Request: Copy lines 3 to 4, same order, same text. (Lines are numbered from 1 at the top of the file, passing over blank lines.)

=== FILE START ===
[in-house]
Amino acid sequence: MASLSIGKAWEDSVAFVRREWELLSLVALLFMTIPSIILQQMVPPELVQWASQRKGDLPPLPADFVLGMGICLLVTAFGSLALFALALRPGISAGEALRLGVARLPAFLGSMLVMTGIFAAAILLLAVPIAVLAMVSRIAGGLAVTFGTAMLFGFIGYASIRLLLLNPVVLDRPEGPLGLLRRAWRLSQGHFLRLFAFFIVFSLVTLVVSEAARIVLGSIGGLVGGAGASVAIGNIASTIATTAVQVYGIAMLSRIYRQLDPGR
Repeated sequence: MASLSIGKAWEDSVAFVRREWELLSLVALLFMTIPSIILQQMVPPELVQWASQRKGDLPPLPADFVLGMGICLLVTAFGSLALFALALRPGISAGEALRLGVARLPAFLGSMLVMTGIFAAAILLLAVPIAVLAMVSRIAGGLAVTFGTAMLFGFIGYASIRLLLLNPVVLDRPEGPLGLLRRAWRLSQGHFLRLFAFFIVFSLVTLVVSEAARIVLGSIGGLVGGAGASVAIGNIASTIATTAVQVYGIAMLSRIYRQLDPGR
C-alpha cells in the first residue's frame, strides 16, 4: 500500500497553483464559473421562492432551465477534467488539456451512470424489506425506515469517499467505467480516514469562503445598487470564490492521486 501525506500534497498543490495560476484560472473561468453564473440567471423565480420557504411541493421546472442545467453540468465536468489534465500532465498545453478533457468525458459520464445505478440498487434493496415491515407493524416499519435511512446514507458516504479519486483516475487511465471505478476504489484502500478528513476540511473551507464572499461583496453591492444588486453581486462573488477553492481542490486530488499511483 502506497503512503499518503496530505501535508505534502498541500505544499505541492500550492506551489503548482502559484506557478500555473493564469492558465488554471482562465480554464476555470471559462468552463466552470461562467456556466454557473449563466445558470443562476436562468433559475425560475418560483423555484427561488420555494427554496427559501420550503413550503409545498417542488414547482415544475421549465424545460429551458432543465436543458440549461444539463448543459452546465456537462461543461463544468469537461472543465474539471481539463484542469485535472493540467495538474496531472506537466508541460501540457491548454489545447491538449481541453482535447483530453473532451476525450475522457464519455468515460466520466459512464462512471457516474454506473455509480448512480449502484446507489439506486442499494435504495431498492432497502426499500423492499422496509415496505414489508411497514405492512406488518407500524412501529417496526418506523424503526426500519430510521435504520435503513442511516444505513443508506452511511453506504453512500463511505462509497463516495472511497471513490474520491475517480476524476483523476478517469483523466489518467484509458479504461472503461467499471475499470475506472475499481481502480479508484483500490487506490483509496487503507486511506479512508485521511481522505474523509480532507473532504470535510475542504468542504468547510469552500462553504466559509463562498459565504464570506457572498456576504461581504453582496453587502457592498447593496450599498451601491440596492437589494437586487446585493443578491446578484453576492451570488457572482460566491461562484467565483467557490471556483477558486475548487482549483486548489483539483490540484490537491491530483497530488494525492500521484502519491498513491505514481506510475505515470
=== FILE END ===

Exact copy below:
Repeated sequence: MASLSIGKAWEDSVAFVRREWELLSLVALLFMTIPSIILQQMVPPELVQWASQRKGDLPPLPADFVLGMGICLLVTAFGSLALFALALRPGISAGEALRLGVARLPAFLGSMLVMTGIFAAAILLLAVPIAVLAMVSRIAGGLAVTFGTAMLFGFIGYASIRLLLLNPVVLDRPEGPLGLLRRAWRLSQGHFLRLFAFFIVFSLVTLVVSEAARIVLGSIGGLVGGAGASVAIGNIASTIATTAVQVYGIAMLSRIYRQLDPGR
C-alpha cells in the first residue's frame, strides 16, 4: 500500500497553483464559473421562492432551465477534467488539456451512470424489506425506515469517499467505467480516514469562503445598487470564490492521486 501525506500534497498543490495560476484560472473561468453564473440567471423565480420557504411541493421546472442545467453540468465536468489534465500532465498545453478533457468525458459520464445505478440498487434493496415491515407493524416499519435511512446514507458516504479519486483516475487511465471505478476504489484502500478528513476540511473551507464572499461583496453591492444588486453581486462573488477553492481542490486530488499511483 502506497503512503499518503496530505501535508505534502498541500505544499505541492500550492506551489503548482502559484506557478500555473493564469492558465488554471482562465480554464476555470471559462468552463466552470461562467456556466454557473449563466445558470443562476436562468433559475425560475418560483423555484427561488420555494427554496427559501420550503413550503409545498417542488414547482415544475421549465424545460429551458432543465436543458440549461444539463448543459452546465456537462461543461463544468469537461472543465474539471481539463484542469485535472493540467495538474496531472506537466508541460501540457491548454489545447491538449481541453482535447483530453473532451476525450475522457464519455468515460466520466459512464462512471457516474454506473455509480448512480449502484446507489439506486442499494435504495431498492432497502426499500423492499422496509415496505414489508411497514405492512406488518407500524412501529417496526418506523424503526426500519430510521435504520435503513442511516444505513443508506452511511453506504453512500463511505462509497463516495472511497471513490474520491475517480476524476483523476478517469483523466489518467484509458479504461472503461467499471475499470475506472475499481481502480479508484483500490487506490483509496487503507486511506479512508485521511481522505474523509480532507473532504470535510475542504468542504468547510469552500462553504466559509463562498459565504464570506457572498456576504461581504453582496453587502457592498447593496450599498451601491440596492437589494437586487446585493443578491446578484453576492451570488457572482460566491461562484467565483467557490471556483477558486475548487482549483486548489483539483490540484490537491491530483497530488494525492500521484502519491498513491505514481506510475505515470